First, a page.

One of the big pushes for SSRS 2008 has been to reduce the occurrence of OutOfMemoryExceptions caused during report execution. A lot of work has gone into making this happen throughout the report rendering stack, including significant changes in the report processing engine to move a definition based object model as opposed to an instance based one. I can’t take the credit for this massive undertaking, but I did work on some of the supporting infrastructure to ensure that components of the report processing and rendering engines can make more efficient usage of the memory on the box while reducing the likelihood of OOM. This is probably going to be a multi-part discussion, with the first going over some of the internal infrastructure, and the next drilling more into specifics with examples of the memory monitoring component in action.
One of the upfront design decisions that we made was the processing and rendering engines would continue to be managed code. This decision essentially means that they continue to allocate memory from a shared pool — the CLR managed heap. Ultimately, it is the managed heap which makes policy decisions on whether or not specific allocations are going to succeed or fail. From the perspective of our native hosting layer, SSRS 2008 only sees the managed heap as a single large pool of memory and there is no visibility into specific components, requests, or even appdomains. Given the current hosting interfaces for the CLR, this just is not a tractable problem at this point.
Given the design decision to continue to use managed code and thus a shared pool of memory, we opted to go for a two-pronged approach:
- Implement/leverage a process-wide memory notification infrastructure to detect when we are approaching/experiencing memory pressure.
- In response to this global notification, determine the specific memory consumers which should be trimmed.
The first was actually already done for us. SSRS 2008 builds its native hosting layer on top of shared infrastructure from the SQL Server engine which already has memory monitoring components in the form of Memory Broker and other resource monitoring technologies. These provided us with a configurable and predictive memory management infrastructure. This is the key first piece.
The second piece of the puzzle is attributing memory usage to specific consumers. You will note that I didn’t say "requests" here. Internally, there is a managed infrastructure which specific components can leverage to report their memory usage and receive notifications as to how much memory they should try to free. This infrastructure is heavily utilized by our report processing and rendering engine to manage the size of data structures which grow as the amount of data in the report grows. This allows RS to strike a reasonable balance between memory utilization and stability.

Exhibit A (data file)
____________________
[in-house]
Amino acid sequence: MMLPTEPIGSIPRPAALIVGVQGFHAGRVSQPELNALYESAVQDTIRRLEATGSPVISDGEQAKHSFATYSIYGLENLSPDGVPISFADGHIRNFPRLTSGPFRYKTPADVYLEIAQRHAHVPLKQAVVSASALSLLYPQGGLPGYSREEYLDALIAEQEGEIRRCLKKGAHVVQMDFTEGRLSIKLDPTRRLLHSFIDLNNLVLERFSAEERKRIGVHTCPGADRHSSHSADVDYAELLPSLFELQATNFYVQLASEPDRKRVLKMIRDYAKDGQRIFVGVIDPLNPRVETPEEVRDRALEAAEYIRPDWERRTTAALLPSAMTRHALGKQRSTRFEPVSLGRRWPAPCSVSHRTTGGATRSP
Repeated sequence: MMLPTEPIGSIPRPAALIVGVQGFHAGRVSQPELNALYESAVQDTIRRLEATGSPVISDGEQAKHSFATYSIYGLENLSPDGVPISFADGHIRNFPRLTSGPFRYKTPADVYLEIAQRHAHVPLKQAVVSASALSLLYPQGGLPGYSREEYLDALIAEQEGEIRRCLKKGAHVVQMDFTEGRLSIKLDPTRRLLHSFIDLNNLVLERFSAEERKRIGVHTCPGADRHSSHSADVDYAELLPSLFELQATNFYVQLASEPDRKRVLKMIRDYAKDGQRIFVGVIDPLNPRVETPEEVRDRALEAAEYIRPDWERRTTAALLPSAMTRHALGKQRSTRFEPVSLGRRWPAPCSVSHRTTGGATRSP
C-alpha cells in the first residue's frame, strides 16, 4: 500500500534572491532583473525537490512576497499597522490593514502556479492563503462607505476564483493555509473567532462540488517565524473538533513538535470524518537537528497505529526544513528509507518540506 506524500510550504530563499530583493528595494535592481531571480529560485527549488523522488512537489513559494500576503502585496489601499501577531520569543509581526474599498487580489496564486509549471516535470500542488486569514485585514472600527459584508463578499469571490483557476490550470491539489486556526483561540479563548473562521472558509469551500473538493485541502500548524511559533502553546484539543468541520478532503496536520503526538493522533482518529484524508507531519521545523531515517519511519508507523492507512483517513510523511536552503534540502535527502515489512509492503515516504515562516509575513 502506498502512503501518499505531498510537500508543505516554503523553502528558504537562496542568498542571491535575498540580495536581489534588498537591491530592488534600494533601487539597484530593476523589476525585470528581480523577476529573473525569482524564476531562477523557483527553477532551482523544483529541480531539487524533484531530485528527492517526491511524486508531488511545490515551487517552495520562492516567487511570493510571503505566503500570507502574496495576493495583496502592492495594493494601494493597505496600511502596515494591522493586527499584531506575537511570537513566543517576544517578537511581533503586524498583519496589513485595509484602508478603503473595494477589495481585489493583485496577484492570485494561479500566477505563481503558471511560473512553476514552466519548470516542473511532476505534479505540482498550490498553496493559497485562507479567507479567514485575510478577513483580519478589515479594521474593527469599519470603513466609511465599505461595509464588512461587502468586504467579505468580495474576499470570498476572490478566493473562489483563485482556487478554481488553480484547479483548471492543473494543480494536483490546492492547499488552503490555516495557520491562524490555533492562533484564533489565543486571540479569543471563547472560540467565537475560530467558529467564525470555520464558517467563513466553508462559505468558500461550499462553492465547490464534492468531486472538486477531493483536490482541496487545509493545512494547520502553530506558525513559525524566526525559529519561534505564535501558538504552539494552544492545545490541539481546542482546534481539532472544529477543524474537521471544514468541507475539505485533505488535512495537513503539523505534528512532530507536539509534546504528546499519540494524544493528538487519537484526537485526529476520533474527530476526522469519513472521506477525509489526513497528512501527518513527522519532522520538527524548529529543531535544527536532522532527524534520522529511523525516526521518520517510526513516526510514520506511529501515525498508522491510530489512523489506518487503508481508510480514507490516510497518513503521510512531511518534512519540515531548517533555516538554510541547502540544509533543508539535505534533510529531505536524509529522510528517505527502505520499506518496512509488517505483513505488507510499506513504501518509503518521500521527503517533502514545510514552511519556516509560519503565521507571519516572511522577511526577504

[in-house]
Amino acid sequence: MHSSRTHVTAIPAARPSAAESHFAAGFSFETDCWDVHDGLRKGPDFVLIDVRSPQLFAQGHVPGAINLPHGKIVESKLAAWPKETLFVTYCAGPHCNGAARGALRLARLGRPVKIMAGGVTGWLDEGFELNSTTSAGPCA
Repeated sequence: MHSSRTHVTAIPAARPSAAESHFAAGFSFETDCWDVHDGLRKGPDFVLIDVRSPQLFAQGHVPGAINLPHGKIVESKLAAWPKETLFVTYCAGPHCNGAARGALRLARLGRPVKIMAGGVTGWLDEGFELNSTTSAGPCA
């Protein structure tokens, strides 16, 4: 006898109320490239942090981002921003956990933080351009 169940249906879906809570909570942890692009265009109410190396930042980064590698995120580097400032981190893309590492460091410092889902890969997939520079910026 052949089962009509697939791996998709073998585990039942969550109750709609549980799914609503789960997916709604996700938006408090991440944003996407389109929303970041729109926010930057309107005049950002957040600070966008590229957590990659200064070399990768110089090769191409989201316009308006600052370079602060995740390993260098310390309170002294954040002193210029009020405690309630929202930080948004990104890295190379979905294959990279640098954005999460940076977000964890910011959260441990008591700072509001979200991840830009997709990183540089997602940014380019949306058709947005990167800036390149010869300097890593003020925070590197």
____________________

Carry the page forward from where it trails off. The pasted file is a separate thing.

Here is a rundown of the operations that occur when our native hosting layer detects memory pressure:
- Native layer informs managed code that there is pressure and specifies the total amount of memory that must be shrunk.
- Managed layer enumerates all memory consumers (generally 2-3 per report rendering request plus some global objects such as caches).
- We determine the minimal subset of memory consumers that have to be trimmed in order to satisfy the shrink request.
- Actually — there is a a bit of special sauce here. Each component also gives the centralized memory manager information about "how difficult" it is to shrink its memory usage and this is factored into determining whom to shrink.
Step (3) is pretty actually interesting and is a key design decision for SSRS. An alternative approach would be to perform more of a "fair share" approach to trimming memory usage. The decision to minimize the number of components which are shrunk is really driven by the fact that a memory shrink operation is somewhat heavyweight. The vast majority of components which subscribe to these events store everything in memory up until the point they receive the notification. In general, these consumers are things like lists and dictionaries which are required to keep track of things that are put into them — they can’t just evict entries like a cache may be able to. So in order to begin to use less memory, these data structures have to fall back to a mixed disk/memory mode which requires serializing a portion of their state to disk. In order to keep things running as fast as possible when we are not under memory pressure, all of this serialization happens when they receive the shrink notification. So you can imagine what would happen if we went with a fair share approach where every request is asked to trim some memory. Each request currently being processed would grind to a halt as they race to serialize their state to disk. Instead, with our approach what happens is a small fraction of requests (usually the big memory hogs) are temporarily suspended while they serialize some state to disk, and other requests are to a large degree unaffected.